Can manufacturers do better in construction design? Yes. Does it constitute a safety "failure" by the manufacturers? Not in my opinion, the stats just don't support that position.

Agree with you absolutely, not so long ago the news-tainment blurbs were about how dangerous they were because of wood and aluminum sheeting with wood paneling for interior. Partly they were right they didn't hold up to well in accident, but they didn't hold any worse than a school bus and we stuff those full of 50-70 kids with out seat belts even!


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chuckster11

Idaho

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Posted: 03/19/09 11:23pm Link  |  Print  |  Notify Moderator

mjghh wrote:

I have always wondered about this...especially after i crawled around under my RV to take a look at my F53 frame and noticed there aint much up front...............How do the Tiffins rate?

http://

www.kirotv.com/fatalflaws/15995323/detail.html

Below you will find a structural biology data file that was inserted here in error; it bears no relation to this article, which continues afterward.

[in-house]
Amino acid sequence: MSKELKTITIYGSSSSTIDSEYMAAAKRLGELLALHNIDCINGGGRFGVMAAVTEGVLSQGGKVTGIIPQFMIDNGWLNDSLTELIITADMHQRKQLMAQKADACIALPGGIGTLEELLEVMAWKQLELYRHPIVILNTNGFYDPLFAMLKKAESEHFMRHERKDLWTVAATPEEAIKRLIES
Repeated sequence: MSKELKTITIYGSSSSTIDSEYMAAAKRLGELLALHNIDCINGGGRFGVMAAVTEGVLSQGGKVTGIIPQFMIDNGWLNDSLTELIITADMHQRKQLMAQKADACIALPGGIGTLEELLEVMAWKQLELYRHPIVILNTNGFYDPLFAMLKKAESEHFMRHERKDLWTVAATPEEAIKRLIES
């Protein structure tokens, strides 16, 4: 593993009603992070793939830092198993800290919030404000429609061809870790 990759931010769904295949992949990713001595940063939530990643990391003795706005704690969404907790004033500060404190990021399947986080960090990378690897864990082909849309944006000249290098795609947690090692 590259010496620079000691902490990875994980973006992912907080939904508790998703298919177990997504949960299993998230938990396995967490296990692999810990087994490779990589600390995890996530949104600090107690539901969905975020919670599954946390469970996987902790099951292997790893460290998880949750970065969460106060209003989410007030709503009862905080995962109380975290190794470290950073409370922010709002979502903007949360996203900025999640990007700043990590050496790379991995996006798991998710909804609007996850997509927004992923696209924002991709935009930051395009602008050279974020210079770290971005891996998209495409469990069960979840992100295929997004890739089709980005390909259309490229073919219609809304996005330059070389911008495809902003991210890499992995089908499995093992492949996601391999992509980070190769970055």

The forum had a good example of how well a Tiffin did a couple of years ago when a member survived a catastrophic head on with an SUV in Arizona. He was driving a new Phaeton it was totaled and there were a couple of minor injuries in the coach--both the driver and the passenger of the SUV were killed.
The poster provided pictures and the coach was mess but it held up well enough to provide protection for the driver and the passenger strapped into their front seats.
Frankly, I was impressed with how well the unit held up. Now, had the vehicle that hit the coach been a semi.....??????

kalynzoo

Los Angeles , California

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Posted: 03/19/09 11:48pm Link  |  Print  |  Notify Moderator